Last Thursday, the Forward revealed a new twist in the Agriprocessors’ story – or rather, the same old story, closer to home.
It turns out that the largest kosher meat packing plant in America, the one whose Iowa-based plant was raided by immigration officials back in May, has faced similar struggles with undocumented immigrant workers at their Brookly-based warehouse. Article author, Nathaniel Popper, writes:
“The company has been locked in legal battles for the past three years over its immigrant workers, who wanted to unionize the warehouse [in Brooklyn] because of what they described as mistreatment… The brown-brick meat market in Brooklyn also houses two other kosher meat distributors, Eastern Meats and International Glatt Kosher Meats. Both of these companies have a unionized work force that has health care benefits, paid sick time and a starting salary above the minimum wage. “Every job has its downside,” said Dave Young, regional organizing director for United Food and Commercial Workers. “But for the most part, International is a decent place to work. The workers have been there for years. It doesn’t have to be like it is at Agri.”
Popper’s article deepens the evidence that Agriprocessors is a deeply flawed (at best) and unethical, consciously law-breaking (at worst) company. For example, it suggests the real possibility that the company did, in fact, know that their Iowa plant housed illegal immigrants before the raid, despite claiming ignorance.
Ironically, however, his article came out the same week as a pair of op-eds in the Jerusalem Post and The St. Louis Jewish Light, which described (in strikingly similar detail) a recent trip taken by “national leaders of the Orthodox community and the directors of kashrut agencies across the country” to Postville. The delegation was supposedly given free reign of Agriprocessors’ plant, and allowed to randomly interview workers. Their diagnosis? That everything is completely “kosher.”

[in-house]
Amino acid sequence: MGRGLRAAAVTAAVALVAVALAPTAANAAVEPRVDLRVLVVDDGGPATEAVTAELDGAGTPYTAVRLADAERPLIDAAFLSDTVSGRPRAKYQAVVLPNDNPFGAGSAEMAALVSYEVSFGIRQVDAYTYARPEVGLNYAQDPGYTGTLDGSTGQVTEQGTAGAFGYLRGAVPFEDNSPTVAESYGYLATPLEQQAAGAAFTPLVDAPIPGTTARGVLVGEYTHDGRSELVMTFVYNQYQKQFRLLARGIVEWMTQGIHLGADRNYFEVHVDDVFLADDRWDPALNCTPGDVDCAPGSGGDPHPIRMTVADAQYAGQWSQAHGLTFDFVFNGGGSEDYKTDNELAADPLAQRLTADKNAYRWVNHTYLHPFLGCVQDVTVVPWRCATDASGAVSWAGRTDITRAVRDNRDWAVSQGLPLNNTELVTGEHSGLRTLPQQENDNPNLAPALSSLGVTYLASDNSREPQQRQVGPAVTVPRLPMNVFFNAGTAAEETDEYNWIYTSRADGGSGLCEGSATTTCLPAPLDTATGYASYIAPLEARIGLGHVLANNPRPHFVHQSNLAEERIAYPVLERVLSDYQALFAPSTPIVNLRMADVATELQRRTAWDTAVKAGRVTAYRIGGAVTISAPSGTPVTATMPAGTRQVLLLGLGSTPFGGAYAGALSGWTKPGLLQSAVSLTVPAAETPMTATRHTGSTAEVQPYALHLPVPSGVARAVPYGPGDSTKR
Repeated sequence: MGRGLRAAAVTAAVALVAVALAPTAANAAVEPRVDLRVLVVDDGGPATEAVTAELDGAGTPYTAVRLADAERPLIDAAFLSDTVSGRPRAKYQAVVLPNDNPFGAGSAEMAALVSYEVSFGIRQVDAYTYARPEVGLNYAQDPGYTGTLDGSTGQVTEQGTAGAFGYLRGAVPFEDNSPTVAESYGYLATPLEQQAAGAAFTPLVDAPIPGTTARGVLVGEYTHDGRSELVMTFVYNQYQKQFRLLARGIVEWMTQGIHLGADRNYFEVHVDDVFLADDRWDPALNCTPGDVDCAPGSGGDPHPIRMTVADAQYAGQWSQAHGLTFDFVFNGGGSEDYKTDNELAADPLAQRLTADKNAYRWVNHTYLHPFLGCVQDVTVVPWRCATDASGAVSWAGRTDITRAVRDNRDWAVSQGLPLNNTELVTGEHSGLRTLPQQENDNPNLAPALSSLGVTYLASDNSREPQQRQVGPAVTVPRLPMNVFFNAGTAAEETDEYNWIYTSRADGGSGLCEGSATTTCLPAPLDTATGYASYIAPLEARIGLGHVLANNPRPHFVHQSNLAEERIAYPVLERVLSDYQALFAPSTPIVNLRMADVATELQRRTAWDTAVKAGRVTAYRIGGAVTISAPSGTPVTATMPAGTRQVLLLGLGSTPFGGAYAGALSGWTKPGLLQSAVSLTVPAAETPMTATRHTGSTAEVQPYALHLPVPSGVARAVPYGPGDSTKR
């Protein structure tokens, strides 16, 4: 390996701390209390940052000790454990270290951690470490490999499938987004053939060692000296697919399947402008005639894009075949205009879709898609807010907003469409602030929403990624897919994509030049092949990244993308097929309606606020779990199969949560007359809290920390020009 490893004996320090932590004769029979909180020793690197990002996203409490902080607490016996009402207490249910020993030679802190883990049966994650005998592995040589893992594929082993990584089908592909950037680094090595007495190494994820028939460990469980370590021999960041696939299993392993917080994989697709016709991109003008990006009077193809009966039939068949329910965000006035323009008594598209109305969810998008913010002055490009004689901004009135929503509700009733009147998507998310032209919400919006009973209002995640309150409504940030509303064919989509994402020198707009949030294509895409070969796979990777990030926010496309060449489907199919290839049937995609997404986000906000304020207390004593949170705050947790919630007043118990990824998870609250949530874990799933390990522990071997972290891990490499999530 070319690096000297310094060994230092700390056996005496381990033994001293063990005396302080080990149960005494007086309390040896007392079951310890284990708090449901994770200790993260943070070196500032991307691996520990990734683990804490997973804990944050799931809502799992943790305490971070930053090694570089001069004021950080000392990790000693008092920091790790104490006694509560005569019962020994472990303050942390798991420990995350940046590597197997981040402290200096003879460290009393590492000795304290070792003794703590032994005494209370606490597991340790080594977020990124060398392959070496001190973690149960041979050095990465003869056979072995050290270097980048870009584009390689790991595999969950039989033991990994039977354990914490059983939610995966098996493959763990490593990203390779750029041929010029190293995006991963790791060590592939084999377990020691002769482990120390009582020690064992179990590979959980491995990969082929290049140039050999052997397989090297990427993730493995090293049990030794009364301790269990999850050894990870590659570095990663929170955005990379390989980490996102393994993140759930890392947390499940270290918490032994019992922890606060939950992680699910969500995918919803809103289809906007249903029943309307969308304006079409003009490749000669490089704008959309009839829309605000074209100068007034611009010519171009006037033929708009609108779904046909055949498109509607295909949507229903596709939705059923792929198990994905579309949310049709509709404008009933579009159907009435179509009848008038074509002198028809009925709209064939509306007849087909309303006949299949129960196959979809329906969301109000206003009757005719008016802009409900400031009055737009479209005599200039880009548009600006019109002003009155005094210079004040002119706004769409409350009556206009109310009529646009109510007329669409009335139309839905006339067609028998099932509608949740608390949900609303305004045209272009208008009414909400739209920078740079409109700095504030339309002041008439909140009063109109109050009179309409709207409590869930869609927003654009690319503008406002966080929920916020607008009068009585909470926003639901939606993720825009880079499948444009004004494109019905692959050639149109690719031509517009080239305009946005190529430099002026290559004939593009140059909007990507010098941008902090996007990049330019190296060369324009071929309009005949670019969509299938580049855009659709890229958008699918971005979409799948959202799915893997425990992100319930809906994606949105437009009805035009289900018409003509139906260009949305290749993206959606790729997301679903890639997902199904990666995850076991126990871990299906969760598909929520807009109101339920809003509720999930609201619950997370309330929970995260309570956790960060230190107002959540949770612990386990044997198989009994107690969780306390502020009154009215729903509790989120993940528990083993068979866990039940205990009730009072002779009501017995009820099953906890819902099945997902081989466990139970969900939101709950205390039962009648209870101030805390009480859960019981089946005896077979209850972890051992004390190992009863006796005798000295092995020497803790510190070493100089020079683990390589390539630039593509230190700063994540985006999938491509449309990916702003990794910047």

The op-ed in the JPost also describes:
A group of non-Orthodox rabbis [Rabbi Morris Allen and the founders of the Hekhsher Tzedek] wants to create a new rabbinical kashrut certification, based on liberal social values instead of Halacha. Claiming to be motivated by ethics, its approach to the issue has been far from ethical – smear campaigns and demonstrations instead of the Jewish way of exploring the issues objectively and seeking solutions. It has created a battle of Jew vs. Jew, creating a show the media relishes.
Author David Eliezrie, who is the President of the Rabbinical Council of Orange County, is completely incorrect in his assessment of the Hekhsher Tzedek, which is deeply committed to both halacha and a traditional definition of kashrut. And based on this flawed interpretation of HT’s mission, I can’t help but doubt (or really dismiss) his overall assessment of the situation at Agriprocessors.
Eliezrie is all too correct, however, that the battle for Agriprocessors’ image and, more importantly, the significance and reach of kashrut and Jewish food ethics continues to rage on. The impacts of that battle can be felt in Postville, Brooklyn, and across the country.
Read Popper’s full story here.
Read the op-ed in the JPost here.